‘Robot Dreams’ Joyfully Dances to the Happiness and Heartbreak of Bonding 

Life can feel so transient. Maybe it was always that way, but these days it is an even more intense feeling as people are constantly on the move because of careers, housing costs or travel fever. When we meet someone new and click, there is that inherent fear of not knowing how long it might last. These are not the usual ideas we are meant to ponder during an animated film, yet “Robot Dreams” conjures them in a wonderfully simple, deep fashion. Spanish director Pablo Berger is a gifted artist who can communicate wholly through images. This is essentially a silent film, which was nominated for the Best Animated Feature Oscar. With no spoken dialogue, everything is said through action. The world has sound in this gem, but its most powerful emotions do not need to be spoken.

“Robot Dreams” begins with loneliness in New York’s East Village sometime in the 1980s. Dog, who is literally a dog, is sitting in his apartment alone eating microwave dinners in front of the TV. An ad appears for an Amica 2000, a build it yourself robot companion. Without hesitation Dog places an order and soon enough, a big box is delivered to his doorstep. His new buddy is Robot, a wide-eyed walking machine who marvels at the bustling world around the city. The pair go out to explore New York City, including Central Park, Chinatown, the subway, hot dog stands, and then Coney Island. “September” by Earth, Wind & Fire becomes their summer soundtrack. But when Robot joins Dog for a swim in the Atlantic, his body suddenly can’t move when he lies back down on a towel. Desperate to save his friend, Dog runs off to find help but is blocked from reaching Robot when the beach is closed for the season.

Berger is a filmmaker intrigued by the melancholic truth of separation and the unpredictability of life. He first gained international renown with his great 2012 film, “Blancanieves.” That was a hypnotic reimagining of the Snow White tale set in Spain, shot with the look and feel of a classic silent film. The twists were truly unexpected and it refused to end in a watered down, Disney-friendly fashion. “Robot Dreams” is a more joyful film but nonetheless uniquely mature in its storytelling. It is also an adaptation, this time taken from a graphic novel by Sara Varon. “I loved the novel the first time I read it,” Berger tells Entertainment Voice. “I thought the end was devastating and it made me think of so many people I loved who were not with me anymore. That part resonated with me as a director and storyteller. I wanted to tell a story about friendship and its fragility, how we overcome loss with the use of memory.”

There is truly wrenching frustration when Dog can’t reach his friend, who he gazes at from beyond a chain link fence. Winter sets in and Dog is forced to carry on with life and its holidays, while Robot lies on the beach, only his eyes moving. Both get lost in dreams fueled by their separation. Dog may have a nightmare about meeting someone new, while Robot hallucinates about being helped or wandering flower fields inspired by “The Wizard of Oz.” Even more tragically, Robot, who even endures being frozen in ice at one point, might wake up to find that the real world remains dangerous even for an incapacitated machine. “Cinema should be a sensorial experience,” says Berger. “This film is like a musical. There’s a lot of visual poetics. I like the idea that the audience arrives and just gets inside the screen and forgets about themselves. When you’re watching the film you don’t have to think, you have to feel.”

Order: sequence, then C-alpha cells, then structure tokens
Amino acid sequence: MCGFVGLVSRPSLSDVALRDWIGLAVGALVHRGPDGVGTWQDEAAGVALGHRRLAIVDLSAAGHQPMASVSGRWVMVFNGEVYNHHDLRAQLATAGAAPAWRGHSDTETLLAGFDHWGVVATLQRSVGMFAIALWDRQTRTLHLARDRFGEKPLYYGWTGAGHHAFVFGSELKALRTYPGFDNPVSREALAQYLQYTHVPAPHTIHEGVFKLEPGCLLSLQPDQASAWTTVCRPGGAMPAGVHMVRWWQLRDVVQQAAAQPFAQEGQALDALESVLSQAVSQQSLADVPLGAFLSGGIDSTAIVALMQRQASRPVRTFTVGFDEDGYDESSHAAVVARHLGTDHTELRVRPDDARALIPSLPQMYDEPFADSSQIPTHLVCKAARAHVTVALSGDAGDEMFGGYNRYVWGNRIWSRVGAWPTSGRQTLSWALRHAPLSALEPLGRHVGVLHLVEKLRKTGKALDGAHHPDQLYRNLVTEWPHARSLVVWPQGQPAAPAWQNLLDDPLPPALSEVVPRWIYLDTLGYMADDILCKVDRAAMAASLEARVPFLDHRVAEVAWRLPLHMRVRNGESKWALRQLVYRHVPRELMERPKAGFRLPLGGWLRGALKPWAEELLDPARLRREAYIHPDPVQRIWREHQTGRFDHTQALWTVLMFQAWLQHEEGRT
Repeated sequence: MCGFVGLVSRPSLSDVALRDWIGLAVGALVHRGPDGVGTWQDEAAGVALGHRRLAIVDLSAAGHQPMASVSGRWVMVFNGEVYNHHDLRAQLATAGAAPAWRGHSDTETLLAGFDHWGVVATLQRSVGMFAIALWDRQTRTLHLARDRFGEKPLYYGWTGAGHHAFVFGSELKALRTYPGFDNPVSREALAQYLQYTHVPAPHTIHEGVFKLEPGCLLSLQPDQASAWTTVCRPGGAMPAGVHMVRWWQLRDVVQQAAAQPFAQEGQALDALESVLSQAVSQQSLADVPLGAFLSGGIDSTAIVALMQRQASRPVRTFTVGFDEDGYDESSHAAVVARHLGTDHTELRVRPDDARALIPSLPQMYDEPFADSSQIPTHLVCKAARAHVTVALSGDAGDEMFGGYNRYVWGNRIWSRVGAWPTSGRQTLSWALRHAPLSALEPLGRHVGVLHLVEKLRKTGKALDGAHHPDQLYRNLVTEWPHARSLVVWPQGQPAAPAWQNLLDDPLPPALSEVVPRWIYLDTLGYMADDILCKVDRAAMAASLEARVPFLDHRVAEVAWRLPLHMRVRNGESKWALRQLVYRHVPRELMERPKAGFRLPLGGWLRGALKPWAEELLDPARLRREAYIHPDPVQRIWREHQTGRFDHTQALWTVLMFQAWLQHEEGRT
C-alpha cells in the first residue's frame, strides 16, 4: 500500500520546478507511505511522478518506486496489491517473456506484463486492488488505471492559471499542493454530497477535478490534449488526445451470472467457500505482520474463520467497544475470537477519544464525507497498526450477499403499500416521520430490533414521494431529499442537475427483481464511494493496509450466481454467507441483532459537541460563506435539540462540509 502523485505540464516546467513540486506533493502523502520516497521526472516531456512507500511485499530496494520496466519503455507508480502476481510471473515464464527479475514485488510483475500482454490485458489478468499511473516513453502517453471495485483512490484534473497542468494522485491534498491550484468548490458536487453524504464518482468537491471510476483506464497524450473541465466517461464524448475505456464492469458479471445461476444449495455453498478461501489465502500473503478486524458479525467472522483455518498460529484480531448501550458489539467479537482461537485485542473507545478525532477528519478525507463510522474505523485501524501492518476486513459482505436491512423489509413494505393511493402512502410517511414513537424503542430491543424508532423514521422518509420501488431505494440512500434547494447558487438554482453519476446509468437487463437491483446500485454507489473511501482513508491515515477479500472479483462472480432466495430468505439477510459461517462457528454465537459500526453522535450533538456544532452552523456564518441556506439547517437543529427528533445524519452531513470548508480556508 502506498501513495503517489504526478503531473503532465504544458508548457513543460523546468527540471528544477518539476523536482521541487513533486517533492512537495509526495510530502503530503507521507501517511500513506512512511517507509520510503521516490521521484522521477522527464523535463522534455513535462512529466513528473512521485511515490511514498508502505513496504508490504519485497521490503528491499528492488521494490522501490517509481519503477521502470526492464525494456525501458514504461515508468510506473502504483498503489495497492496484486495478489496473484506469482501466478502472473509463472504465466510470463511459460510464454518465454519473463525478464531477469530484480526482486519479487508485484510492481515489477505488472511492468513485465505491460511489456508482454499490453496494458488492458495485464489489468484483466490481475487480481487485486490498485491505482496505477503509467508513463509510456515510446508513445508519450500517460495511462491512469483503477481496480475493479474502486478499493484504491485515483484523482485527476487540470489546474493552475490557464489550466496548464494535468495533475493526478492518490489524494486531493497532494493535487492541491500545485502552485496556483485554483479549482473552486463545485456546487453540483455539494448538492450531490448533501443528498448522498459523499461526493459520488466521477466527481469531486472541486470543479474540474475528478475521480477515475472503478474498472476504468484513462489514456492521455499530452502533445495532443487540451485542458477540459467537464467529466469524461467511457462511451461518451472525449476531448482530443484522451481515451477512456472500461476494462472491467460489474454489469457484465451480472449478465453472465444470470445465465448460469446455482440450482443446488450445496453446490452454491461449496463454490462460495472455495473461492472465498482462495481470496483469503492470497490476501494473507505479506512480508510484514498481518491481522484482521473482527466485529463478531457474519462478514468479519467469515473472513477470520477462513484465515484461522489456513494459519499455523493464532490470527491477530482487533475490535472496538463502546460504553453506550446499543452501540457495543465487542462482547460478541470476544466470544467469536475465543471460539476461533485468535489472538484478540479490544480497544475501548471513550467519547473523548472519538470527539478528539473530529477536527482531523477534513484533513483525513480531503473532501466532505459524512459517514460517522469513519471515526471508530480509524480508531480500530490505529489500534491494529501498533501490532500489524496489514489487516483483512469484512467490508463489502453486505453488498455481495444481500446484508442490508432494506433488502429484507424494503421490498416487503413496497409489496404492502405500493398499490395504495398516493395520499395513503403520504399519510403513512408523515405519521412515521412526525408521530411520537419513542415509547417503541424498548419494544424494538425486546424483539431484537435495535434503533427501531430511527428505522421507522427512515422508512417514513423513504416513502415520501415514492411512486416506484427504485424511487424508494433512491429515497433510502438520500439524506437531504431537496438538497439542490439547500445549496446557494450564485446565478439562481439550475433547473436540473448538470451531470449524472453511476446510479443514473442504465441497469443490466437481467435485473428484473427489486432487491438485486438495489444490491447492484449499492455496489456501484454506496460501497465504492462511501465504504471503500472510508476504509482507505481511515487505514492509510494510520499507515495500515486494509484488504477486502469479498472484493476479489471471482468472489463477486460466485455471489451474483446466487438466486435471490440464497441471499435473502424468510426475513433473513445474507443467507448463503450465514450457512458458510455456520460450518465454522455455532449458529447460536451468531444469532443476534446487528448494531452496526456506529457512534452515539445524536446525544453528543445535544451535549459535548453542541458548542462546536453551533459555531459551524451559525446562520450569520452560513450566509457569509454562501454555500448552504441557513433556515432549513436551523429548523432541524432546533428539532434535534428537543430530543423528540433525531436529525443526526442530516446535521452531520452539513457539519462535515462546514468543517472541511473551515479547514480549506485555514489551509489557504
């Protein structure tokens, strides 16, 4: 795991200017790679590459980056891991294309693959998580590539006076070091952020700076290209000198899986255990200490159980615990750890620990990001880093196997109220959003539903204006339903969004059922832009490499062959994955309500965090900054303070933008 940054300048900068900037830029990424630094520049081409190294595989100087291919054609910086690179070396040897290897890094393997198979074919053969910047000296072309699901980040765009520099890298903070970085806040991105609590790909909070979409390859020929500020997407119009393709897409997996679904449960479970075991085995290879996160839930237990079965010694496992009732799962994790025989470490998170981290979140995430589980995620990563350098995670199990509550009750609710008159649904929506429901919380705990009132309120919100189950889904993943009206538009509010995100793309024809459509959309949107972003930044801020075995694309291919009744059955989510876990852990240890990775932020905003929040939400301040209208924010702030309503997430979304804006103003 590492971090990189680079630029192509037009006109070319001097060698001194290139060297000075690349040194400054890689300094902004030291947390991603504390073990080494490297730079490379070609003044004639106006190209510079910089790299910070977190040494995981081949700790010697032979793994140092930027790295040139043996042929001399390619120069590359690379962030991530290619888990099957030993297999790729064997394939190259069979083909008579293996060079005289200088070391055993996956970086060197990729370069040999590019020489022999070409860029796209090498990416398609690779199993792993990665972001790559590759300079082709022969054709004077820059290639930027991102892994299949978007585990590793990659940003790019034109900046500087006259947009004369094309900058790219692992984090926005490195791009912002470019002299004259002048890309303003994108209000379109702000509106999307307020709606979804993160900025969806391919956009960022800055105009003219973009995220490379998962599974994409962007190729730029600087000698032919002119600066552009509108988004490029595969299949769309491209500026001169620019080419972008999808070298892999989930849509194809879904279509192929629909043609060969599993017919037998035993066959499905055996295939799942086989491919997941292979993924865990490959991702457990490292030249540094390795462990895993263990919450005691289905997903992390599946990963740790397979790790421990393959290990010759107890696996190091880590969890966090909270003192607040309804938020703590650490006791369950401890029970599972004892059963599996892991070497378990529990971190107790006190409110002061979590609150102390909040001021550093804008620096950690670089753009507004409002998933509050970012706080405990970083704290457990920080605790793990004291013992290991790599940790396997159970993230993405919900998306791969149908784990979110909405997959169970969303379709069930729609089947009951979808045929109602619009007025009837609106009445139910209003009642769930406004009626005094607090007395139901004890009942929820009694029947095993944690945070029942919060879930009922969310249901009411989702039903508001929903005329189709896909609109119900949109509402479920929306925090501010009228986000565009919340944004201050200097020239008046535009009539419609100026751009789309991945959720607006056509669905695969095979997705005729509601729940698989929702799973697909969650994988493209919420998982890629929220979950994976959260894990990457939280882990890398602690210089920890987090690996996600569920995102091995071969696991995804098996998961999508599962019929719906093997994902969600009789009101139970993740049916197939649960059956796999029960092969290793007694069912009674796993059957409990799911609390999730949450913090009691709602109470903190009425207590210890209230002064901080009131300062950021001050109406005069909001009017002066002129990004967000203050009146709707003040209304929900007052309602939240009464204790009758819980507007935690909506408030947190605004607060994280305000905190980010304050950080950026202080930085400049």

This story’s wonderful allegory can serve as a potent reminder for adult viewers and an enlightening experience for younger ones. It is not a crime to feel lonely and seek companionship. But whether in romance or friendship, life happens and that person can suddenly be gone. As Dog continues to live, the potential arises for making new friends. Some may be just as transient and move away, others might connect with Dog in just as good a way as Robot. Moving on can feel extremely difficult, and then we look back and realize just how many other people we have come across in our life travels. A break up can feel like the end of the world, unless we are willing to open up and try again. “Robot Dreams” achieves that kind of special depth only a few American mainstream animated features have come close to achieving. It is a Neon release but can be ranked with the best kind of arthouse animated films we tend to get from studios like GKids.

Visually, Berger and his team achieve a wonderful, classic look. The world of “Robot Dreams” is inhabited by animals akin to Netflix’s “BoJack Horseman.” There are ‘80s references all around in the music, fashion and small details like Atari and Tab soda. Here it works as something beyond nostalgia. Berger seems to be remembering the past without necessarily missing it. Decades have passed but it is fine to look back. The final scenes of this movie are wonderfully bittersweet. They seem to say that good memories with someone are worth cherishing, even as we may find new loves, friends and connections. One can be extremely lucky to have lifelong bonds or that partnership that truly lasts, yet there is nothing unnatural about the winds of life carrying us somewhere else. Some of us will keep going even when a particular song will briefly transport us back. “Guillermo Del Toro is a big supporter of the film,” adds Berger, “We were talking about how as live-action directors, if you’re impatient, animation becomes addictive. It gives you another palette. You can tell stories you couldn’t tell otherwise.”

Robot Dreams” releases May 31 in select theaters.